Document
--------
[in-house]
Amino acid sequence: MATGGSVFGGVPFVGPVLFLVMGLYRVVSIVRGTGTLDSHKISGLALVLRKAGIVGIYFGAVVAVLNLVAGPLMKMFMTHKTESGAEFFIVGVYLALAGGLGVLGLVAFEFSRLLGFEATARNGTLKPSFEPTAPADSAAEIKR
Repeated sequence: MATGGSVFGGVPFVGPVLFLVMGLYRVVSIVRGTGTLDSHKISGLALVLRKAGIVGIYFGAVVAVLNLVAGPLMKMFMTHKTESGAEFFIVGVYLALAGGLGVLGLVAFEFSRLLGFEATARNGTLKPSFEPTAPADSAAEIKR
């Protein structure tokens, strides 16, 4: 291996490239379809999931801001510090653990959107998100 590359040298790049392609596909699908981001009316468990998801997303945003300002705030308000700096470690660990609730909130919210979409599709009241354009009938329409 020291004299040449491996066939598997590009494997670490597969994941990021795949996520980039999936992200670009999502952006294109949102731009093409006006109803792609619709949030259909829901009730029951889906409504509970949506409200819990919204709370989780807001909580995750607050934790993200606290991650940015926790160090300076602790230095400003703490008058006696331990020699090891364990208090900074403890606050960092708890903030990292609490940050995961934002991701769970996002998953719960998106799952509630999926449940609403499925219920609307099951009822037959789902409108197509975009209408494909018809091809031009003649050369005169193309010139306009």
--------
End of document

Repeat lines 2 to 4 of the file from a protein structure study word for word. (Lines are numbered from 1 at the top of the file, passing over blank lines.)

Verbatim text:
Amino acid sequence: MATGGSVFGGVPFVGPVLFLVMGLYRVVSIVRGTGTLDSHKISGLALVLRKAGIVGIYFGAVVAVLNLVAGPLMKMFMTHKTESGAEFFIVGVYLALAGGLGVLGLVAFEFSRLLGFEATARNGTLKPSFEPTAPADSAAEIKR
Repeated sequence: MATGGSVFGGVPFVGPVLFLVMGLYRVVSIVRGTGTLDSHKISGLALVLRKAGIVGIYFGAVVAVLNLVAGPLMKMFMTHKTESGAEFFIVGVYLALAGGLGVLGLVAFEFSRLLGFEATARNGTLKPSFEPTAPADSAAEIKR
């Protein structure tokens, strides 16, 4: 291996490239379809999931801001510090653990959107998100 590359040298790049392609596909699908981001009316468990998801997303945003300002705030308000700096470690660990609730909130919210979409599709009241354009009938329409 020291004299040449491996066939598997590009494997670490597969994941990021795949996520980039999936992200670009999502952006294109949102731009093409006006109803792609619709949030259909829901009730029951889906409504509970949506409200819990919204709370989780807001909580995750607050934790993200606290991650940015926790160090300076602790230095400003703490008058006696331990020699090891364990208090900074403890606050960092708890903030990292609490940050995961934002991701769970996002998953719960998106799952509630999926449940609403499925219920609307099951009822037959789902409108197509975009209408494909018809091809031009003649050369005169193309010139306009």